I have been thinking about The Strange Bird and the journey that she makes through this novella. The Strange Bird is made in a laboratory, and she is a bird mixed with several other strands of DNA, including human DNA. This gives her a consciousness and a voice. She escapes, gets attacked, gets captured, escapes almost, escapes again, gets caught, gets disassembled, gets torn apart, gets reassembled, and escapes one last time. This seems like it is quite an adventure for the Strange Bird in a short period of time, but the most interesting thing about this novella and VanderMeer’s writing this time around is that there is so much expansion in such a small space. The universe and life seems infinite. The story is much more vast than the actions of the strange bird, much more time is spent feeling the sense of sadness and dread that all of the characters have for the world that no longer exists in the way that anything can flourish besides nature, animals, and time. The humans know that they are dying out, and the only real things that are thriving in this ruined city are the biotech animals.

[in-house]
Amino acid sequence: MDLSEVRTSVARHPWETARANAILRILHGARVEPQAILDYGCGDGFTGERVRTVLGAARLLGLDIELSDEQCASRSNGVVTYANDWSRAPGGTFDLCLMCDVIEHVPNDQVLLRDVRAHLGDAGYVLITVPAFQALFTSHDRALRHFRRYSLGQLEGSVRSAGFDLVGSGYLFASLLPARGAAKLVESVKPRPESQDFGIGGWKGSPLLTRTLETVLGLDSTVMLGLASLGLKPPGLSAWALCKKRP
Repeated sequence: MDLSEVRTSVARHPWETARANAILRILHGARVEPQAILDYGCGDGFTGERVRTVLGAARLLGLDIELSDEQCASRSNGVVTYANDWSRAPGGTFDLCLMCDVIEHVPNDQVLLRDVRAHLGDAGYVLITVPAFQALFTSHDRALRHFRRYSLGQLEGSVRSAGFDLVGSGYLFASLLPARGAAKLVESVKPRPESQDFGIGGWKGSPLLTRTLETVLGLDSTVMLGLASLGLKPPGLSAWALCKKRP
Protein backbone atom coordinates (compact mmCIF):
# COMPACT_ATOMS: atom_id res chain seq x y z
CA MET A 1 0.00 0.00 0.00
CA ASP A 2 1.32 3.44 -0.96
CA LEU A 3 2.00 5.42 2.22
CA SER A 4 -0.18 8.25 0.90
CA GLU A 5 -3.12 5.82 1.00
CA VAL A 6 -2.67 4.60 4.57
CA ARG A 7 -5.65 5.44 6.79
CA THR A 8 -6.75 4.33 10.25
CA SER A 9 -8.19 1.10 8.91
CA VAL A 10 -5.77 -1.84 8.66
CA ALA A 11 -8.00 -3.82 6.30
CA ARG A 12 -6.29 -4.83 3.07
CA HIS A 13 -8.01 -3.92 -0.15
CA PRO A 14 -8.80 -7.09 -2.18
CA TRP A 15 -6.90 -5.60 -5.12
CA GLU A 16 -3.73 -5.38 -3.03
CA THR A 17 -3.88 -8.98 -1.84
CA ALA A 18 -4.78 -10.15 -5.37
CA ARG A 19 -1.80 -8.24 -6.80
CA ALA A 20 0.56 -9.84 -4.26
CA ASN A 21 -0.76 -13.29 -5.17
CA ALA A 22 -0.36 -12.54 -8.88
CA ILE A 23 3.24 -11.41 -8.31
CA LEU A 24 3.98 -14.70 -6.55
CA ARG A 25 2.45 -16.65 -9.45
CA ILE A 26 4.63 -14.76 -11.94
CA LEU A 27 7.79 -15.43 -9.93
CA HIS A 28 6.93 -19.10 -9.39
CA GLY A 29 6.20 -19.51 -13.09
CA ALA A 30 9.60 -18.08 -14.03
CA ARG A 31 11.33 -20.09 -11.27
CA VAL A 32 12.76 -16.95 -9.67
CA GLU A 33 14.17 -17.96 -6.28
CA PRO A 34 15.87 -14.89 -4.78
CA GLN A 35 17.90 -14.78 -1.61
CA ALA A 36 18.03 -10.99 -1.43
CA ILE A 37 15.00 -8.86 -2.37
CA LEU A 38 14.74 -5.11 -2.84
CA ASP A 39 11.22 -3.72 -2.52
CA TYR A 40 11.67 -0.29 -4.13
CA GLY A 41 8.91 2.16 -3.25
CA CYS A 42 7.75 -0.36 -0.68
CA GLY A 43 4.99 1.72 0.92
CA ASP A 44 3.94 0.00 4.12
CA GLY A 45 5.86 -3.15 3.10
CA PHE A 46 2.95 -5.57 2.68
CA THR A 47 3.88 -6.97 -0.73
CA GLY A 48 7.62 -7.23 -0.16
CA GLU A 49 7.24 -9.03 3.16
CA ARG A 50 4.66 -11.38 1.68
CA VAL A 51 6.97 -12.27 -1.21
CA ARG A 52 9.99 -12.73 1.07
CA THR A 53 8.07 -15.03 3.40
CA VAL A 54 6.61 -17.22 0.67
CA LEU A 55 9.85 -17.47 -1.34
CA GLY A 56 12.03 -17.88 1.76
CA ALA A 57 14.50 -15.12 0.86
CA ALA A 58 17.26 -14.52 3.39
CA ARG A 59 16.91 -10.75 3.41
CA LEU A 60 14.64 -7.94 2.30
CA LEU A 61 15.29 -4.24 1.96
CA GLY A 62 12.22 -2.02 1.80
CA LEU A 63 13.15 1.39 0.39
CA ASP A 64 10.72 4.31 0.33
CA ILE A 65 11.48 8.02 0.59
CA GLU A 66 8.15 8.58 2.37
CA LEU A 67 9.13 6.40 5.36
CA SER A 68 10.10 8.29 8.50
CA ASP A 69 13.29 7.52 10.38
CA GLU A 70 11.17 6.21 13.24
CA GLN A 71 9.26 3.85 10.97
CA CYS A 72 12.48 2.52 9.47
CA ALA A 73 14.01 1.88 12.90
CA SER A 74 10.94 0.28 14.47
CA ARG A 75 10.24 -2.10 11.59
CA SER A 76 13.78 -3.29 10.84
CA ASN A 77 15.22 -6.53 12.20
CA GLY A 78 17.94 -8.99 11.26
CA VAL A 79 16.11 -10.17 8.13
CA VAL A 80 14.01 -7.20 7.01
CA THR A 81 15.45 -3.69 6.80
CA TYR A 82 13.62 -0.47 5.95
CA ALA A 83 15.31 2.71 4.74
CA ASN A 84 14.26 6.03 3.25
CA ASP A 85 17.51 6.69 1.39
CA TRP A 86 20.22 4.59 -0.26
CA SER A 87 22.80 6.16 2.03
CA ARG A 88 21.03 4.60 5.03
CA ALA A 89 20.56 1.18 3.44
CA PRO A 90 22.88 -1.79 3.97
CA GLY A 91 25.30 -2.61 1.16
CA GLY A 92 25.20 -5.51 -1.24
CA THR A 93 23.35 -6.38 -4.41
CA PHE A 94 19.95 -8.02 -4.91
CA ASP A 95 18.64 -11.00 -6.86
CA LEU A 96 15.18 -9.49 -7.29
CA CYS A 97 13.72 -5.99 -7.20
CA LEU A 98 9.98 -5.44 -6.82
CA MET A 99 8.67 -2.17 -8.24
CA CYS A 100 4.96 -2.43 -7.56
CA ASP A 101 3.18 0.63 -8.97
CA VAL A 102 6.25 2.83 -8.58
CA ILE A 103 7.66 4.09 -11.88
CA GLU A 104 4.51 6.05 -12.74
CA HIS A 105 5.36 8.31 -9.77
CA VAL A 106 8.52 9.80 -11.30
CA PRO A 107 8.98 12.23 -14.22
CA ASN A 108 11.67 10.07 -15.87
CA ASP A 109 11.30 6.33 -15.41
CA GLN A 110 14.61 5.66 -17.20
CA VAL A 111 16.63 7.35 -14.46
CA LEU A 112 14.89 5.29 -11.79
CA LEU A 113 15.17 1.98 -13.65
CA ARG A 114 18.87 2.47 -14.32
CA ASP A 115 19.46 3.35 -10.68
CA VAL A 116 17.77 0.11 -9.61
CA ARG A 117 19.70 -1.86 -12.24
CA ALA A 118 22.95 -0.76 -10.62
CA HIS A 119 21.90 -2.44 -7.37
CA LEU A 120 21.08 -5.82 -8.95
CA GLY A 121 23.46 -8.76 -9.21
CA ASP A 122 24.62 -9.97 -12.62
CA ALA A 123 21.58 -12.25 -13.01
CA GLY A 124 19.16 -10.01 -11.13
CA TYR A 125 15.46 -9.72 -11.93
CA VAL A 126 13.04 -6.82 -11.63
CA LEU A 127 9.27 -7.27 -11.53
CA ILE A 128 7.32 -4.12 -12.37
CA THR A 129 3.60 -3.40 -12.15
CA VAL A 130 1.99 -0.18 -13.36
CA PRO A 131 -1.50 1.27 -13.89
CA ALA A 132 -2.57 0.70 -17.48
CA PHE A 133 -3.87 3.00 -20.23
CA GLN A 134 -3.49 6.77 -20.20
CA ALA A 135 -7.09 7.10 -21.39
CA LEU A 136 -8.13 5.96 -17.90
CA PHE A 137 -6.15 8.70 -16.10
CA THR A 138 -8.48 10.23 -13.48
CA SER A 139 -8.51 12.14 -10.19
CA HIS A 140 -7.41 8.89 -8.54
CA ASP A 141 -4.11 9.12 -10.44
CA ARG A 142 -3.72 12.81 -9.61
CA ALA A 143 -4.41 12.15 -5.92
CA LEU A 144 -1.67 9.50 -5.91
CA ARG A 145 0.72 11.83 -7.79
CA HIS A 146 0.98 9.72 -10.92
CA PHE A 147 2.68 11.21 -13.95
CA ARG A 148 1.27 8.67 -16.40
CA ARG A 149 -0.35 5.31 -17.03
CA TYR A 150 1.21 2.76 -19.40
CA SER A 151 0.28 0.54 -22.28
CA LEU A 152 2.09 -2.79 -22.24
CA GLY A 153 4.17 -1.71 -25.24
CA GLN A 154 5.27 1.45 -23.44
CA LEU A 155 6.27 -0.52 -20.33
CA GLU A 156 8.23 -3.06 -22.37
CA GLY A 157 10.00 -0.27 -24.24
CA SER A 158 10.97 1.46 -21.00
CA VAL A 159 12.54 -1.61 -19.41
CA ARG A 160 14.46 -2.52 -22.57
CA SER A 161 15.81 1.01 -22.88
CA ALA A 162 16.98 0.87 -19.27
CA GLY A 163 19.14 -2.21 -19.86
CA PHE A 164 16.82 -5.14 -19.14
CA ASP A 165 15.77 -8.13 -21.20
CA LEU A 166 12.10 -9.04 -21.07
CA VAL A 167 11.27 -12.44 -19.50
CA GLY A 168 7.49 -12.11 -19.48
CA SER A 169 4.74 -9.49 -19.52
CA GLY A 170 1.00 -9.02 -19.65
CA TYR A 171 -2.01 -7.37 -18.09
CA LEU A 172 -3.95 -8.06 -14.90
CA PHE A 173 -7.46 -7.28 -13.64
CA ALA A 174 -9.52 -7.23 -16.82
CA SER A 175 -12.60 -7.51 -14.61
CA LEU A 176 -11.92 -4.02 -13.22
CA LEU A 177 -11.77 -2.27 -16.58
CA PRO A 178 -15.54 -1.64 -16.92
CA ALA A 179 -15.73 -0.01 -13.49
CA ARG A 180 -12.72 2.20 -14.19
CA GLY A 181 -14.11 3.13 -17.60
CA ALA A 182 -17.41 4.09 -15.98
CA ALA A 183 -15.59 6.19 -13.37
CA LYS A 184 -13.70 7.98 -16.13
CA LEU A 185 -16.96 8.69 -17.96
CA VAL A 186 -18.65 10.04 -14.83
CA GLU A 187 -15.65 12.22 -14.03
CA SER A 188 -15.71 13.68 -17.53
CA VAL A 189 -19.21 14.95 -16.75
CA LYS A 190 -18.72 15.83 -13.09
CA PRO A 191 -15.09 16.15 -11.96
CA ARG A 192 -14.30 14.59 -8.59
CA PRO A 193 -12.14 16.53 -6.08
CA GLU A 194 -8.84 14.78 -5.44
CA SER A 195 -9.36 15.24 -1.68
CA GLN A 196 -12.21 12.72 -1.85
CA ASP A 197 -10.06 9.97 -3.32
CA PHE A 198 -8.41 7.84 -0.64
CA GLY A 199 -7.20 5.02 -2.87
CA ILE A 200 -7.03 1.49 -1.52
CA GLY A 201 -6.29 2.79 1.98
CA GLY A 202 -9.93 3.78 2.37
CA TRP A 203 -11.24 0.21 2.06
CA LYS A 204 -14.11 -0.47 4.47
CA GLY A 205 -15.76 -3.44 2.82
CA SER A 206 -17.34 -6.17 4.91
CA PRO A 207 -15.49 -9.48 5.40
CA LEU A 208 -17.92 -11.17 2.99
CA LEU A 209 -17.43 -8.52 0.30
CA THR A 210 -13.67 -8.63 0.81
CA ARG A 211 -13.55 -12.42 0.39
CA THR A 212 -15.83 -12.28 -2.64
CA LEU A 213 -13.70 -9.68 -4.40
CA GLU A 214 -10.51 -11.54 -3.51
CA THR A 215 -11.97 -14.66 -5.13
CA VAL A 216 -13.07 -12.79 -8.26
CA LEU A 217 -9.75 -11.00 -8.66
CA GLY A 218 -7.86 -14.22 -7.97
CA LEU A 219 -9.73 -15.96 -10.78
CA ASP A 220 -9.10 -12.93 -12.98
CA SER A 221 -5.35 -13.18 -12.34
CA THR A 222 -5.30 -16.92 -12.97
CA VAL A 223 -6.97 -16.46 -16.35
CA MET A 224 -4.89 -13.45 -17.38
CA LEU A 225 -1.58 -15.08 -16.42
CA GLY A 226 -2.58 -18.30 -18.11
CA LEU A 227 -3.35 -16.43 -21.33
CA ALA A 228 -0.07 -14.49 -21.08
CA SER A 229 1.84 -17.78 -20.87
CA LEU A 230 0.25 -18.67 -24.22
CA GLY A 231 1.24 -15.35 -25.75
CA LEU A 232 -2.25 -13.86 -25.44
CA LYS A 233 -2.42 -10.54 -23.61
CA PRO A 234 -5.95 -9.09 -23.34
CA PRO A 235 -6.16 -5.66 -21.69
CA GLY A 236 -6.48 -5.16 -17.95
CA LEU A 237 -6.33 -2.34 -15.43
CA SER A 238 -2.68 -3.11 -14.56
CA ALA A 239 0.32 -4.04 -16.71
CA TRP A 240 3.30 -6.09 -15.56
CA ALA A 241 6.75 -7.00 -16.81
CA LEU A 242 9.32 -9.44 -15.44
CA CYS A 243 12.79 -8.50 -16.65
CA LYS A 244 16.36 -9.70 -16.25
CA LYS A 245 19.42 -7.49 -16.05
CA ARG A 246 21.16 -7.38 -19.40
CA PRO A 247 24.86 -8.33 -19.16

There are watchful eyes in every aspect of this story, a sense of curiosity from the blue fox that follow the Strange Bird through the city, but also a sense of possession from the humans. The people who try to possess the Strange Bird are so used to loss that they want to hold onto something, anything, for a period of time. This turns the idea of the Strange Bird into a story about a prisoner, someone who is trying to escape those who are trying to imprison her. We can see that those who want to possess the Strange Bird do not always have the best intentions, and so we feel like hope is the only thing that she has to hold onto, making her on equal to everyone else living in this world.

It is a dynamic that VanderMeer approaches with a sense of caution but also with a confidence that these characters and his writing can convey the feeling of hope, even if the world is bleak, decaying, and a miserable place. This new bird’s eye view of the city with no name, with sightings of Mord, Rachel, Wick, and of course The Magician, changes some of the perceptions that we have of the world VanderMeer originally created in Borne. Sometimes through the darkness comes a light, and finding this light is all that everyone in the world of Borne universe can search for.  The Strange Bird is that light, and this is why this story is an important addition to this world.